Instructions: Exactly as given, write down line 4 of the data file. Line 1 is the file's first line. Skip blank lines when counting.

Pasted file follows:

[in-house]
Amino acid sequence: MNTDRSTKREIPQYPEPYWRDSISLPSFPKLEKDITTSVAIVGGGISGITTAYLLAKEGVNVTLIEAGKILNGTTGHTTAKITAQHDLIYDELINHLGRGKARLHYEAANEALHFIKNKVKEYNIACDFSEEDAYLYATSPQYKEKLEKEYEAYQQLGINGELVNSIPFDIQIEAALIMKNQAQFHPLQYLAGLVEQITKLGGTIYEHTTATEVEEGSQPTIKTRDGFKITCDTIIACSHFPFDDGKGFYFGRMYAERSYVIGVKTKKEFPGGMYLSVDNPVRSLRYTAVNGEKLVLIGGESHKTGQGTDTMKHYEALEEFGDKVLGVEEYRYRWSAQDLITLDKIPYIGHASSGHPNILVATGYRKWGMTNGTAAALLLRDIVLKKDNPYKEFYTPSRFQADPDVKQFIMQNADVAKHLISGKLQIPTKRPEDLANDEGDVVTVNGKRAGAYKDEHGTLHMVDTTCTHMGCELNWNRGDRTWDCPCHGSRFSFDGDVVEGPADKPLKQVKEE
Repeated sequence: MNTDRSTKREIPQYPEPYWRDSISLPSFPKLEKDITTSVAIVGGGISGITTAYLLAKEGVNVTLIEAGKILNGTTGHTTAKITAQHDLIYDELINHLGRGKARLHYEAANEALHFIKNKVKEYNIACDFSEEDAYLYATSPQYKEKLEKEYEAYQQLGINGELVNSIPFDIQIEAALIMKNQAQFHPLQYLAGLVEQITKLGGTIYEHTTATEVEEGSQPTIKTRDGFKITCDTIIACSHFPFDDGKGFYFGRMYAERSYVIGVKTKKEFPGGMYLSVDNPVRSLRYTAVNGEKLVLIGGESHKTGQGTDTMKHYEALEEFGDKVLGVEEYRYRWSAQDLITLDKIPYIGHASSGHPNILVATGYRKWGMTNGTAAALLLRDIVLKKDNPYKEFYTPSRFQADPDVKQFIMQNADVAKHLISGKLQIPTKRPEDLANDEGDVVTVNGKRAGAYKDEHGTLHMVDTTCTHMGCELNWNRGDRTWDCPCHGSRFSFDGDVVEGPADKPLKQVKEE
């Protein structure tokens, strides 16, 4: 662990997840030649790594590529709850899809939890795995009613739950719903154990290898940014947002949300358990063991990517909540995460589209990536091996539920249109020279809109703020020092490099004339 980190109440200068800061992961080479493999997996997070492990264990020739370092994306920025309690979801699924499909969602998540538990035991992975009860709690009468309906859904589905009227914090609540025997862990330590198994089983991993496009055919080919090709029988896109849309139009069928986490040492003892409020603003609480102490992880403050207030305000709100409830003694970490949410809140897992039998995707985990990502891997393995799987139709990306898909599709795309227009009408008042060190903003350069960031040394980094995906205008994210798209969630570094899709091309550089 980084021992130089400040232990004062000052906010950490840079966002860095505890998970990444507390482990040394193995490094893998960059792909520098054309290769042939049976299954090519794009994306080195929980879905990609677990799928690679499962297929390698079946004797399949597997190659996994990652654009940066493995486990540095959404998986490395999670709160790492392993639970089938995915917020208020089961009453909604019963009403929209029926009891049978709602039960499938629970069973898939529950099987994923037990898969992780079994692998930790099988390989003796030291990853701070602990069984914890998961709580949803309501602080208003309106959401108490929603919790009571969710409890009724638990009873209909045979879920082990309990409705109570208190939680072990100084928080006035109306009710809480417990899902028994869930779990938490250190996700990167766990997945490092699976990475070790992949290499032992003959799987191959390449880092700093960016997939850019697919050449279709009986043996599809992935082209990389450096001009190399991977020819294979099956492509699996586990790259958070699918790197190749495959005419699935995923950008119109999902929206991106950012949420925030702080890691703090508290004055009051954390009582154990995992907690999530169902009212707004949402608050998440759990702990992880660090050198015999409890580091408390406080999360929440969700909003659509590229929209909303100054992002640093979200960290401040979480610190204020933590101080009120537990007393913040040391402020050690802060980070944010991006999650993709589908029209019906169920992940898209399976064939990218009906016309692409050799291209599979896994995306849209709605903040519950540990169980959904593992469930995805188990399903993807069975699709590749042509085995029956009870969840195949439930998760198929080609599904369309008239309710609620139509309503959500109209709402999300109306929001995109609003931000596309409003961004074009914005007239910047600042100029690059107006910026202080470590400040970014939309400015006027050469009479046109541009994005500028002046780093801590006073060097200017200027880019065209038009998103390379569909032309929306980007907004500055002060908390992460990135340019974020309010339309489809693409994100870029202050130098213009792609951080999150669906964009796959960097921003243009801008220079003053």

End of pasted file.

């Protein structure tokens, strides 16, 4: 662990997840030649790594590529709850899809939890795995009613739950719903154990290898940014947002949300358990063991990517909540995460589209990536091996539920249109020279809109703020020092490099004339 980190109440200068800061992961080479493999997996997070492990264990020739370092994306920025309690979801699924499909969602998540538990035991992975009860709690009468309906859904589905009227914090609540025997862990330590198994089983991993496009055919080919090709029988896109849309139009069928986490040492003892409020603003609480102490992880403050207030305000709100409830003694970490949410809140897992039998995707985990990502891997393995799987139709990306898909599709795309227009009408008042060190903003350069960031040394980094995906205008994210798209969630570094899709091309550089 980084021992130089400040232990004062000052906010950490840079966002860095505890998970990444507390482990040394193995490094893998960059792909520098054309290769042939049976299954090519794009994306080195929980879905990609677990799928690679499962297929390698079946004797399949597997190659996994990652654009940066493995486990540095959404998986490395999670709160790492392993639970089938995915917020208020089961009453909604019963009403929209029926009891049978709602039960499938629970069973898939529950099987994923037990898969992780079994692998930790099988390989003796030291990853701070602990069984914890998961709580949803309501602080208003309106959401108490929603919790009571969710409890009724638990009873209909045979879920082990309990409705109570208190939680072990100084928080006035109306009710809480417990899902028994869930779990938490250190996700990167766990997945490092699976990475070790992949290499032992003959799987191959390449880092700093960016997939850019697919050449279709009986043996599809992935082209990389450096001009190399991977020819294979099956492509699996586990790259958070699918790197190749495959005419699935995923950008119109999902929206991106950012949420925030702080890691703090508290004055009051954390009582154990995992907690999530169902009212707004949402608050998440759990702990992880660090050198015999409890580091408390406080999360929440969700909003659509590229929209909303100054992002640093979200960290401040979480610190204020933590101080009120537990007393913040040391402020050690802060980070944010991006999650993709589908029209019906169920992940898209399976064939990218009906016309692409050799291209599979896994995306849209709605903040519950540990169980959904593992469930995805188990399903993807069975699709590749042509085995029956009870969840195949439930998760198929080609599904369309008239309710609620139509309503959500109209709402999300109306929001995109609003931000596309409003961004074009914005007239910047600042100029690059107006910026202080470590400040970014939309400015006027050469009479046109541009994005500028002046780093801590006073060097200017200027880019065209038009998103390379569909032309929306980007907004500055002060908390992460990135340019974020309010339309489809693409994100870029202050130098213009792609951080999150669906964009796959960097921003243009801008220079003053």